Front Matter Albion and Brutus The Coming of the Romans The Romans Come Again Caligula Conquers Britain The Story of Boadicea The Last of the Romans The Story of St. Alban Vortigern and King Constans Hengist and Horsa Hengist's Treachery The Giant's Dance The Coming of Arthur Founding of the Round Table Gregory and the Children King Alfred Learns to Read Alfred and the Cowherd More About Alfred the Great Ethelred the Unready Edmund Ironside Canute and the Waves Edward the Confessor Harold Godwin The Battle of Stamford Bridge The Battle of Hastings Hereward the Wake Death of the King The Story of William the Red The Story of the "White Ship" The Story of King Stephen Henry II—Gilbert and Rohesia Thomas a Becket The Conquest of Ireland Richard Coeur de Lion How Blondel Found the King The Story of Prince Arthur The Great Charter Henry III and Hubert de Burgh Simon de Montfort The Poisoned Dagger The War of Chalons The Lawgiver The Hammer of the Scots King Robert the Bruce The Battle of Bannockburn The Battle of Sluys The Battle of Crecy The Siege of Calais The Battle of Poitiers Wat Tyler's Rebellion How Richard Lost His Throne The Battle of Shrewsbury Prince Hal Sent to Prison The Battle of Agincourt The Maid of Orleans Red Rose and White Margaret and the Robbers The Story of the Kingmaker A King Who Wasn't Crowned Two Princes in the Tower The Make-Believe Prince Another Make-Believe Prince The Field of the Cloth of Gold Defender of the Faith The Six Wives of Henry VIII The Story of a Boy King The Story of Lady Jane Grey Elizabeth a Prisoner A Candle Lit in England Elizabeth Becomes Queen A Most Unhappy Queen Saved from the Spaniards Sir Walter Raleigh The Queen's Favourite The Story of Guy Fawkes The Story of the Mayflower A Blow for Freedom King and Parliament Quarrel The King Brought to Death The Adventures of a Prince The Lord Protector How Death Plagued London How London was Burned The Fiery Cross The Story of King Monmouth The Story of the Seven Bishops William the Deliverer William III and Mary II A Sad Day in a Highland Glen How the Union Jack was Made Earl of Mar's Hunting Party Bonnie Prince Charlie Flora MacDonald The Black Hole of Calcutta How Canada Was Won How America Was Lost A Story of a Spinning Wheel Every Man Will Do His Duty The Battle of Waterloo The First Gentleman in Europe Two Peaceful Victories The Girl Queen When Bread was Dear Victorian Age: Peace Victorian Age: War The Land of Snow The Siege of Delhi The Pipes at Lucknow Under the Southern Cross From Cannibal to Christian Boer and Briton List of Kings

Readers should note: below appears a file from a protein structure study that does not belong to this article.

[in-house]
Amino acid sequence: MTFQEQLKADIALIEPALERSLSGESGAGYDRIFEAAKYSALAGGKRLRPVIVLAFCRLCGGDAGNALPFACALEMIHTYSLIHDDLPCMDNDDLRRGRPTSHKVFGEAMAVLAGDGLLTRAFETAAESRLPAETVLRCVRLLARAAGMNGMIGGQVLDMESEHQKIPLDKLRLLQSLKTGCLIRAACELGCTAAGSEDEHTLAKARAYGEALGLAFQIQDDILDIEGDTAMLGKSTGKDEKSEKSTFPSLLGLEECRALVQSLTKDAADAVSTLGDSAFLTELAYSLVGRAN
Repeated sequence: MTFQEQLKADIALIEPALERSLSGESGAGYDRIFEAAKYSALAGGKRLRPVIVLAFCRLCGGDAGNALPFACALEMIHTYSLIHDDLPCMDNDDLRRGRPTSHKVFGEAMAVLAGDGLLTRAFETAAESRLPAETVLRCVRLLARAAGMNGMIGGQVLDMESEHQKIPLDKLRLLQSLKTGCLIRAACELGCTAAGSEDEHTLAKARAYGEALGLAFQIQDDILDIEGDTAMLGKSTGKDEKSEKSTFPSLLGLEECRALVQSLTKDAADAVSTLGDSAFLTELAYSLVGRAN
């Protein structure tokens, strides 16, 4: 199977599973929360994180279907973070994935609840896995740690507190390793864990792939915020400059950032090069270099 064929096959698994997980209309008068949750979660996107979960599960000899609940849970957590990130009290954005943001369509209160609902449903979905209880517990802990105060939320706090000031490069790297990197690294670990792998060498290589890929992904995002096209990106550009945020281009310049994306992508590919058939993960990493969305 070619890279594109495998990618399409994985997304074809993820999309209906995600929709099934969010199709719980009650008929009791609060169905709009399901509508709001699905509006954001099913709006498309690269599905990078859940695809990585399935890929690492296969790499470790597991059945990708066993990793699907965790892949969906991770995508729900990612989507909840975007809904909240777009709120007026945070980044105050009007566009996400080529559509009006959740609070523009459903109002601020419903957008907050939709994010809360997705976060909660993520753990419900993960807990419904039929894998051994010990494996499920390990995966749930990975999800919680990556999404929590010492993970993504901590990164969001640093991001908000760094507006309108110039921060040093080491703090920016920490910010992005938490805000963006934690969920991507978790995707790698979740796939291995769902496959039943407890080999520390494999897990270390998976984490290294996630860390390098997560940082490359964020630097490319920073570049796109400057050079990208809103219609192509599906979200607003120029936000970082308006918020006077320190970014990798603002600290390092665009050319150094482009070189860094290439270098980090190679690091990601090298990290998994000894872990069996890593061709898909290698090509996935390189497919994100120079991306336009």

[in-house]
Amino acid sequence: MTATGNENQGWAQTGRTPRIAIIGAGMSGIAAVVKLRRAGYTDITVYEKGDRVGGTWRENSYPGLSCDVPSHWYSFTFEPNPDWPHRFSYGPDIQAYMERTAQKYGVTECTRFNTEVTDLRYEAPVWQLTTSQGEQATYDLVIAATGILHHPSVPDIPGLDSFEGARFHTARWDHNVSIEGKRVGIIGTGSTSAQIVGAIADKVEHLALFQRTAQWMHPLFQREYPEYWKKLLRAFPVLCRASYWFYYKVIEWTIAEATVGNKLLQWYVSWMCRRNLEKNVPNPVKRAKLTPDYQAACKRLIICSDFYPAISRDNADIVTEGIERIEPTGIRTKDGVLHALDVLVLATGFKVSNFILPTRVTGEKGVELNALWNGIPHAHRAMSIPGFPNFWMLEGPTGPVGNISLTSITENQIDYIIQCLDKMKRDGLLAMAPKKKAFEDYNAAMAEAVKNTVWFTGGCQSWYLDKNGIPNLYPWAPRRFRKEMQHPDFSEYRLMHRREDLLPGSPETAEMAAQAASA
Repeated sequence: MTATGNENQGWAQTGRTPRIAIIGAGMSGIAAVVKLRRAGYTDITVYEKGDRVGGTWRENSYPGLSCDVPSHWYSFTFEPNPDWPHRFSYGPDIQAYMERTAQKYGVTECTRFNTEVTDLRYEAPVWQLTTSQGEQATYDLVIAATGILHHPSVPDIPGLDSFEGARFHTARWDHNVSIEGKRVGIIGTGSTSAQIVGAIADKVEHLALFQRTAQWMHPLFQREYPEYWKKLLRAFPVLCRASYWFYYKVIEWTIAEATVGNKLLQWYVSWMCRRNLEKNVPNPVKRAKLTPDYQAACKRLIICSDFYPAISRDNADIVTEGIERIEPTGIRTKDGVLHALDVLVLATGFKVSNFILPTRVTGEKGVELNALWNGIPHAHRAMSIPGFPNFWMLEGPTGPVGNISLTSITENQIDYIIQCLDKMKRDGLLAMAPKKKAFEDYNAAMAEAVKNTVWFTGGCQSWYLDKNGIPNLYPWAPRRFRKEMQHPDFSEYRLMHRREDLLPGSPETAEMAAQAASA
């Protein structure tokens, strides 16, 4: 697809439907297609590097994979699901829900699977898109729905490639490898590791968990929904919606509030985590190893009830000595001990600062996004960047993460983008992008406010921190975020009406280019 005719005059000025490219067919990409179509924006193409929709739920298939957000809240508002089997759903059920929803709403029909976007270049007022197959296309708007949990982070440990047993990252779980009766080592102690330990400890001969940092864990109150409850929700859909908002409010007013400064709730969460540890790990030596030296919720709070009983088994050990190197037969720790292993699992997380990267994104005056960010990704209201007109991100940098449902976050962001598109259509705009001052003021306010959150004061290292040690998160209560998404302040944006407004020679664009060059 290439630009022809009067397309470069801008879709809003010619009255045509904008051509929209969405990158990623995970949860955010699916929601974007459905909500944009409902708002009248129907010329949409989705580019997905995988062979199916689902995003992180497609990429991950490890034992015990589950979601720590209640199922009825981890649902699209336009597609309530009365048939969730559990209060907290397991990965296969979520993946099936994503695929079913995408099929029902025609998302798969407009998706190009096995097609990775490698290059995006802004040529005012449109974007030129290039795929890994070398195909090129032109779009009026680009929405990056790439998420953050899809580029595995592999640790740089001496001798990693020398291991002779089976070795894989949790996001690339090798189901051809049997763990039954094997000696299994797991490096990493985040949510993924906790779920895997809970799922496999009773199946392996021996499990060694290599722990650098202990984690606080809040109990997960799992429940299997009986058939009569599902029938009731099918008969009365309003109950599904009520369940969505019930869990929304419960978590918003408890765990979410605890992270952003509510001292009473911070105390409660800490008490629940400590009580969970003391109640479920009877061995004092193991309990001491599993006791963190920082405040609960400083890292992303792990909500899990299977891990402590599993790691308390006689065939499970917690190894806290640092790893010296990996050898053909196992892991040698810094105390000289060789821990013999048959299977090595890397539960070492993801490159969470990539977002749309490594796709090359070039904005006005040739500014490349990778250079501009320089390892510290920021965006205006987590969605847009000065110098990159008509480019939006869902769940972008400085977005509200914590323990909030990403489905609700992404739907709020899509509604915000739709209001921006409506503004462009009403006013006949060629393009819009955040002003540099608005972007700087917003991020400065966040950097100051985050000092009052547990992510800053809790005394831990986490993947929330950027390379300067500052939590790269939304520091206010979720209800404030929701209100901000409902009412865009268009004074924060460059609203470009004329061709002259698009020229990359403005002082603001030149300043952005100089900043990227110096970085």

Our Island Story - H. E. Marshall


George II. died in October 1759 A.D., and was succeeded by his grandson George III., whose father, the Prince of Wales, had died some years before.

George III. had been born in England, and seemed more of an Englishman than either George I. or George II. For that reason, and because he was young and handsome, the people were glad when he came to the throne. But he proved himself to be an unwise King, and it was during his reign that Britain suffered a great loss—the loss of all the American colonies except Canada.

The wars which Britain had been fighting all over the world had cost a great deal of money. When Pitt saw a thing needed to be done he did not stop to ask how much it would cost—he did it, and afterwards the country had to find ways and means of paying. War always costs a great deal, and the country had been fighting so much that it was now deeply in debt. The King's ministers, therefore, had to find some new way of raising money. It seemed to them that, as the war in America had been for the benefit of the colonies, the colonists ought to pay some of the cost. This being so, King George decided to tax the Americans.